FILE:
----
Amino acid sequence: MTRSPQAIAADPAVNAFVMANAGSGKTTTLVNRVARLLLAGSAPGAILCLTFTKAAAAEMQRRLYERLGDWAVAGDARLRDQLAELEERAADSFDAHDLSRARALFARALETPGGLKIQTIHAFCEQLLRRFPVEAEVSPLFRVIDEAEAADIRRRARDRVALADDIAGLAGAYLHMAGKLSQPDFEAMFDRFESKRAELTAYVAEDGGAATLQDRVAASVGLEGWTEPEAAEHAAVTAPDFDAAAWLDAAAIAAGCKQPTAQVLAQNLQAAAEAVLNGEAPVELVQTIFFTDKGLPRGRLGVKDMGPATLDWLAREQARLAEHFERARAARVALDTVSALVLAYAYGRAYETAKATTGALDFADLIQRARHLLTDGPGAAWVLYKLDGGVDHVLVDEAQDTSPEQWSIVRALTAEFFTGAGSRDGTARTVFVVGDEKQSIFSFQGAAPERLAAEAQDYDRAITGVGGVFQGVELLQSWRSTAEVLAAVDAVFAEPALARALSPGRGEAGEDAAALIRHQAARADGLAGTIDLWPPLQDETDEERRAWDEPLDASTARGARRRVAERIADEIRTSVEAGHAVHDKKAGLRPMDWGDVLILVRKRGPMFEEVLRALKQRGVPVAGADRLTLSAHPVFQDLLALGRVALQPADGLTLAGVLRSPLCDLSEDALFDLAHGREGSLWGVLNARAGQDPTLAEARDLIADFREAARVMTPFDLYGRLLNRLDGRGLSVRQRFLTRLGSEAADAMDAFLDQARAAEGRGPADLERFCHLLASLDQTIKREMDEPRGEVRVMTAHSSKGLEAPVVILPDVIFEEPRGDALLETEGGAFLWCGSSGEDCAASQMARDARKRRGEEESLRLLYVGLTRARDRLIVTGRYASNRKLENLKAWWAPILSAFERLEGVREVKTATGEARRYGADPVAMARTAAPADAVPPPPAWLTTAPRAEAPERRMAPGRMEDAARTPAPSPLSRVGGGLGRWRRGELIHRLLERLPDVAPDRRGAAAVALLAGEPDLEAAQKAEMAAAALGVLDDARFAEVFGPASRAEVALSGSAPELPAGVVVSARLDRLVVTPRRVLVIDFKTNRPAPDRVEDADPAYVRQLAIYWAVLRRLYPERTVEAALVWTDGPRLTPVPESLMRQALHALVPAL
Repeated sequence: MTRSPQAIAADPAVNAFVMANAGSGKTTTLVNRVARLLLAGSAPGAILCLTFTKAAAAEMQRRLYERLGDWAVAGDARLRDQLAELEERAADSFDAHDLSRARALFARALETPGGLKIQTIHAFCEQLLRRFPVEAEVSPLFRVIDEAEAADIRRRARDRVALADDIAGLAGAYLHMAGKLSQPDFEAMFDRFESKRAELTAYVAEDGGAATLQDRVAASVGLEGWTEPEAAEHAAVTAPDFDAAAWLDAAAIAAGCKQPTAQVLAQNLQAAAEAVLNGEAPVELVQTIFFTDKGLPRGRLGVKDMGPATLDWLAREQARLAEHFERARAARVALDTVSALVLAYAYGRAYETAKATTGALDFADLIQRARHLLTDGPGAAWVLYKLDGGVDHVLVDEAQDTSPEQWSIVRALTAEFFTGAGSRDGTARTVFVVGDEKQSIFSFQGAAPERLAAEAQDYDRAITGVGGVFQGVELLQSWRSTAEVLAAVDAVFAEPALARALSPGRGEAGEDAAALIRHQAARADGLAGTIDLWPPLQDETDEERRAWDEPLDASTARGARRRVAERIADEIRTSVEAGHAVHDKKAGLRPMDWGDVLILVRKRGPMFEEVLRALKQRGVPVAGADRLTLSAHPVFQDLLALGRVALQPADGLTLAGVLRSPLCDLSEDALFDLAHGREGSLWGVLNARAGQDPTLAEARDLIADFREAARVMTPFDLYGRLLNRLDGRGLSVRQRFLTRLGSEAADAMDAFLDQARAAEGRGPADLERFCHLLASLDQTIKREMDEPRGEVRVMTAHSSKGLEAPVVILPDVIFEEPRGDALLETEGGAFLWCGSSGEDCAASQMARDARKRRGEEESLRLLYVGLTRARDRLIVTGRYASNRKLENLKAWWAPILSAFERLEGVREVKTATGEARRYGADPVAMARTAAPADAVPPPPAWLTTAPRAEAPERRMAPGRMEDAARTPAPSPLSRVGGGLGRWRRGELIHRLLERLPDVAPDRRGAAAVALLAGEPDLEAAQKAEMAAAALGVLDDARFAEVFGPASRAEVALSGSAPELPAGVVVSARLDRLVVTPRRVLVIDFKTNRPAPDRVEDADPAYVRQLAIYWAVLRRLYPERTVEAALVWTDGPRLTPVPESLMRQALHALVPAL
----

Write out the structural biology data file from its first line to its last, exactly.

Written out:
Amino acid sequence: MTRSPQAIAADPAVNAFVMANAGSGKTTTLVNRVARLLLAGSAPGAILCLTFTKAAAAEMQRRLYERLGDWAVAGDARLRDQLAELEERAADSFDAHDLSRARALFARALETPGGLKIQTIHAFCEQLLRRFPVEAEVSPLFRVIDEAEAADIRRRARDRVALADDIAGLAGAYLHMAGKLSQPDFEAMFDRFESKRAELTAYVAEDGGAATLQDRVAASVGLEGWTEPEAAEHAAVTAPDFDAAAWLDAAAIAAGCKQPTAQVLAQNLQAAAEAVLNGEAPVELVQTIFFTDKGLPRGRLGVKDMGPATLDWLAREQARLAEHFERARAARVALDTVSALVLAYAYGRAYETAKATTGALDFADLIQRARHLLTDGPGAAWVLYKLDGGVDHVLVDEAQDTSPEQWSIVRALTAEFFTGAGSRDGTARTVFVVGDEKQSIFSFQGAAPERLAAEAQDYDRAITGVGGVFQGVELLQSWRSTAEVLAAVDAVFAEPALARALSPGRGEAGEDAAALIRHQAARADGLAGTIDLWPPLQDETDEERRAWDEPLDASTARGARRRVAERIADEIRTSVEAGHAVHDKKAGLRPMDWGDVLILVRKRGPMFEEVLRALKQRGVPVAGADRLTLSAHPVFQDLLALGRVALQPADGLTLAGVLRSPLCDLSEDALFDLAHGREGSLWGVLNARAGQDPTLAEARDLIADFREAARVMTPFDLYGRLLNRLDGRGLSVRQRFLTRLGSEAADAMDAFLDQARAAEGRGPADLERFCHLLASLDQTIKREMDEPRGEVRVMTAHSSKGLEAPVVILPDVIFEEPRGDALLETEGGAFLWCGSSGEDCAASQMARDARKRRGEEESLRLLYVGLTRARDRLIVTGRYASNRKLENLKAWWAPILSAFERLEGVREVKTATGEARRYGADPVAMARTAAPADAVPPPPAWLTTAPRAEAPERRMAPGRMEDAARTPAPSPLSRVGGGLGRWRRGELIHRLLERLPDVAPDRRGAAAVALLAGEPDLEAAQKAEMAAAALGVLDDARFAEVFGPASRAEVALSGSAPELPAGVVVSARLDRLVVTPRRVLVIDFKTNRPAPDRVEDADPAYVRQLAIYWAVLRRLYPERTVEAALVWTDGPRLTPVPESLMRQALHALVPAL
Repeated sequence: MTRSPQAIAADPAVNAFVMANAGSGKTTTLVNRVARLLLAGSAPGAILCLTFTKAAAAEMQRRLYERLGDWAVAGDARLRDQLAELEERAADSFDAHDLSRARALFARALETPGGLKIQTIHAFCEQLLRRFPVEAEVSPLFRVIDEAEAADIRRRARDRVALADDIAGLAGAYLHMAGKLSQPDFEAMFDRFESKRAELTAYVAEDGGAATLQDRVAASVGLEGWTEPEAAEHAAVTAPDFDAAAWLDAAAIAAGCKQPTAQVLAQNLQAAAEAVLNGEAPVELVQTIFFTDKGLPRGRLGVKDMGPATLDWLAREQARLAEHFERARAARVALDTVSALVLAYAYGRAYETAKATTGALDFADLIQRARHLLTDGPGAAWVLYKLDGGVDHVLVDEAQDTSPEQWSIVRALTAEFFTGAGSRDGTARTVFVVGDEKQSIFSFQGAAPERLAAEAQDYDRAITGVGGVFQGVELLQSWRSTAEVLAAVDAVFAEPALARALSPGRGEAGEDAAALIRHQAARADGLAGTIDLWPPLQDETDEERRAWDEPLDASTARGARRRVAERIADEIRTSVEAGHAVHDKKAGLRPMDWGDVLILVRKRGPMFEEVLRALKQRGVPVAGADRLTLSAHPVFQDLLALGRVALQPADGLTLAGVLRSPLCDLSEDALFDLAHGREGSLWGVLNARAGQDPTLAEARDLIADFREAARVMTPFDLYGRLLNRLDGRGLSVRQRFLTRLGSEAADAMDAFLDQARAAEGRGPADLERFCHLLASLDQTIKREMDEPRGEVRVMTAHSSKGLEAPVVILPDVIFEEPRGDALLETEGGAFLWCGSSGEDCAASQMARDARKRRGEEESLRLLYVGLTRARDRLIVTGRYASNRKLENLKAWWAPILSAFERLEGVREVKTATGEARRYGADPVAMARTAAPADAVPPPPAWLTTAPRAEAPERRMAPGRMEDAARTPAPSPLSRVGGGLGRWRRGELIHRLLERLPDVAPDRRGAAAVALLAGEPDLEAAQKAEMAAAALGVLDDARFAEVFGPASRAEVALSGSAPELPAGVVVSARLDRLVVTPRRVLVIDFKTNRPAPDRVEDADPAYVRQLAIYWAVLRRLYPERTVEAALVWTDGPRLTPVPESLMRQALHALVPAL